23. Prologa PROcedural LOGic Analyzer • Decision Tables? • Decision Tables and PROLOGA • Features • Experiences    

  24. Prologa from... “a rule-based design tool for computer-supported construction and manipulation of decision tables” to… “a tool environment that uses decision tables for knowledge modelling, validation, optimization and implementation”

  25. What is the PROLOGA system? • Knowledge Modelling Tool • Uses Decision Tables • Integrated V&V Features • Knowledge Optimization • Consultation Engine • Import/Export Facilities • To/From other knowledge representations

  26. The Prologa system - Preview Decision tables Rules Conditions Actions Table structures Dependency graph

  27. Why use Prologa? • All table manipulations (fill by rules, refined specification language, compose, optimization) • Structures of tables, modularization • (Intra)tabular and intertabular • Modelling features • Verification & Validation • Optimization features • Implementation features • Minimal columns, minimal rules, interfaces

  28. Modelling Features (1) • Building & manipulating decision tables • specify conditions & actions • reorder by drag & drop • specify input rules : Actions [generally] if condition combinationsNot action definitely if condition combinationsAction only possible if condition combinationsAction definitely if and only if condition combination • fill in entries by mouse

  29. Building Tables ; Screen Example

  30. Modelling Features (2) • Structures of tables • Condition subtables : subtables that determine the state of a condition (e.g. when do you consider someone a good customer?) • Action subtables : subtables that further elaborate on what additional knowledge holds for certain cases (e.g. what discount to give if an order is accepted)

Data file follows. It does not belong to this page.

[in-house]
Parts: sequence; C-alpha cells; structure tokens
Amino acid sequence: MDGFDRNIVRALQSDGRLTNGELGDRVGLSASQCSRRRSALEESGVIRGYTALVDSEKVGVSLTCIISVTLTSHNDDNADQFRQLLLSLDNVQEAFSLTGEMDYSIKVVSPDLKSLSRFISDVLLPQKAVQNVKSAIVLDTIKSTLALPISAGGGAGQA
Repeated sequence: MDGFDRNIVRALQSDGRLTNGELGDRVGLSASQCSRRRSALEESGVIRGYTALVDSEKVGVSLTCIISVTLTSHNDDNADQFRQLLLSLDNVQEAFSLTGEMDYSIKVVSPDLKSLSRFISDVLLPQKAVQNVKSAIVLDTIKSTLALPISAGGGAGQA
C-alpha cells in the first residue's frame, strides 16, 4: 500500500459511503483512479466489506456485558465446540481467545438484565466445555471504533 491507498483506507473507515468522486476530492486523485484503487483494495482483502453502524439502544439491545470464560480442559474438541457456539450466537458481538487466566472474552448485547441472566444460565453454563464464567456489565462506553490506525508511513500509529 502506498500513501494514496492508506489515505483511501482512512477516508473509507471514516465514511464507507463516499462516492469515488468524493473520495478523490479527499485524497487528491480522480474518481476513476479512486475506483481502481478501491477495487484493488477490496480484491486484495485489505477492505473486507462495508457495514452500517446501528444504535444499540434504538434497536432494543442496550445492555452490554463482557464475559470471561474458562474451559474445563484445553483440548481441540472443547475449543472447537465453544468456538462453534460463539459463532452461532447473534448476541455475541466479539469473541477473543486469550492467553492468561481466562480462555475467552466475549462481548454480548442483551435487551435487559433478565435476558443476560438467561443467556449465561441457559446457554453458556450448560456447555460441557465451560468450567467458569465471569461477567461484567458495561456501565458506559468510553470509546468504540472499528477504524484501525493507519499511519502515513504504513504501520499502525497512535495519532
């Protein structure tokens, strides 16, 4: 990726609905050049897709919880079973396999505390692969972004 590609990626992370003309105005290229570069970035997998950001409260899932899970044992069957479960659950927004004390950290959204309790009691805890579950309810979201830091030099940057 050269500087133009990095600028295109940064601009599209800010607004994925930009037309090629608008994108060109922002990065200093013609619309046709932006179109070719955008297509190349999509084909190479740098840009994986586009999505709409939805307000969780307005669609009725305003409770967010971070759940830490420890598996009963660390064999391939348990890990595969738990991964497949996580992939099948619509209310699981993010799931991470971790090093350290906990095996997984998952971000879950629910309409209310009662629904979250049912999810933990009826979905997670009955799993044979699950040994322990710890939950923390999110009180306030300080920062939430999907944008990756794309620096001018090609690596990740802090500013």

31. Table Structures ; Example "Customer" subtable subtable further specifies what is understood by the notion of a "good" customer main table "Execute Order" subtable is only applicable in cases where Credit Limit = Ok and/or Customer = Good "Execute Order" subtable

  32. Modelling Features (3) • Support for automatic modularization

  33. Our Modularization Approach decomposing knowledge into multiple-table structure “Order” Rule 2 Rule 1 Rule 3 Rule 4 Rule 5 Rule 6 “Execute Order” Rule 7 Rule 10 Rule 9 Rule 11 Rule 8

  34. Working with Projects • a “project” is a collection of related tables • consists of : • prj-file • MS Access database-file • tab-files • file management is handled by Prologa • table linking based on logical table & variable names instead of tab-filenames • consultation environment • other representation formalisms than tables (future Prologa versions)

  35. Prologa and V&V • Although the use of decision tables has been proposed before in V&V literature (Cragun, Puuronen), our viewpoint differs from these other approaches • decision tables as a modelling technique on its own, and not merely as a means towards verification of rule-based systems • As pointed out in (Preece 94), tools that verify rule-bases after operationalizing them into decision table format, generally fail to find anomalies that stretch beyond simple pairs of rules • full V&V between tables

  36. V&V Features • Intra-tabular verification : verify each table • single-hit decision tables • contradiction messages • verification report • Inter-tabular verification : verify different (sub)tables with respect to each other (topic of a current thesis) intra-tabular inter-tabular

  37. V&V ; Example

  38. Prologa and V&V experiences The cleanroom approach • Inconsistency or contradictions • Avoided by modelling tables • Incompleteness • Avoided by automatic generation • Redundancy • Avoided by table mechanism

  39. Optimization Features • Table contraction • merge columns with identical action parts • Row order optimization • less columns by changing order of condition rows • Export to minimal rules • improved rule notation

  40. Optimization

  41. Implementation Features • Prologa’s consultation environment • AionDS generation • Export to … • Pascal • Cobol • Optimal code • What’s next ? • use Prologa to build Web-based applications (JAVA) • Prologa as OLE Server or Delphi-component

  42. Consultation Session ; Example

  43. AionDS Generation ; Example

  44. Storing persistent decision tables • Storing the DT as a relational table • Storing rules as data VANTHIENEN J., WETS G., Integration of the Decision Table Formalism with a Relational Database Environment, Information Systems, 20 (7), pp. 595-616, 1995.